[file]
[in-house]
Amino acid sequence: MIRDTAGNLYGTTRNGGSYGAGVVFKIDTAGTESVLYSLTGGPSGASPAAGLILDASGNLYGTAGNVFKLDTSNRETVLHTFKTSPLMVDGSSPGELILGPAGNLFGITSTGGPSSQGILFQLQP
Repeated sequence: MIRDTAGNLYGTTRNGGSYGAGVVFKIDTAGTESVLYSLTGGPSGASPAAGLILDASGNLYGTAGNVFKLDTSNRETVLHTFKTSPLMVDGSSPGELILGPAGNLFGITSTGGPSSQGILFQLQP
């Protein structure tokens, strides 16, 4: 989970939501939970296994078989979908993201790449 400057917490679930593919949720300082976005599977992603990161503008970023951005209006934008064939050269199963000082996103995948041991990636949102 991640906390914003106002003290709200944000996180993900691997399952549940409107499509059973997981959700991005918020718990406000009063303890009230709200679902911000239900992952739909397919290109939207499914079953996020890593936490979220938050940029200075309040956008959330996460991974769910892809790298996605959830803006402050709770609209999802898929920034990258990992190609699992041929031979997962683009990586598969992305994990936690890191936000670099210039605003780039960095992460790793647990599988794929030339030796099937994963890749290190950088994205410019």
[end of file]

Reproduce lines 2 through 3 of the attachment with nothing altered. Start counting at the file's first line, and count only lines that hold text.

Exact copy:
Amino acid sequence: MIRDTAGNLYGTTRNGGSYGAGVVFKIDTAGTESVLYSLTGGPSGASPAAGLILDASGNLYGTAGNVFKLDTSNRETVLHTFKTSPLMVDGSSPGELILGPAGNLFGITSTGGPSSQGILFQLQP
Repeated sequence: MIRDTAGNLYGTTRNGGSYGAGVVFKIDTAGTESVLYSLTGGPSGASPAAGLILDASGNLYGTAGNVFKLDTSNRETVLHTFKTSPLMVDGSSPGELILGPAGNLFGITSTGGPSSQGILFQLQP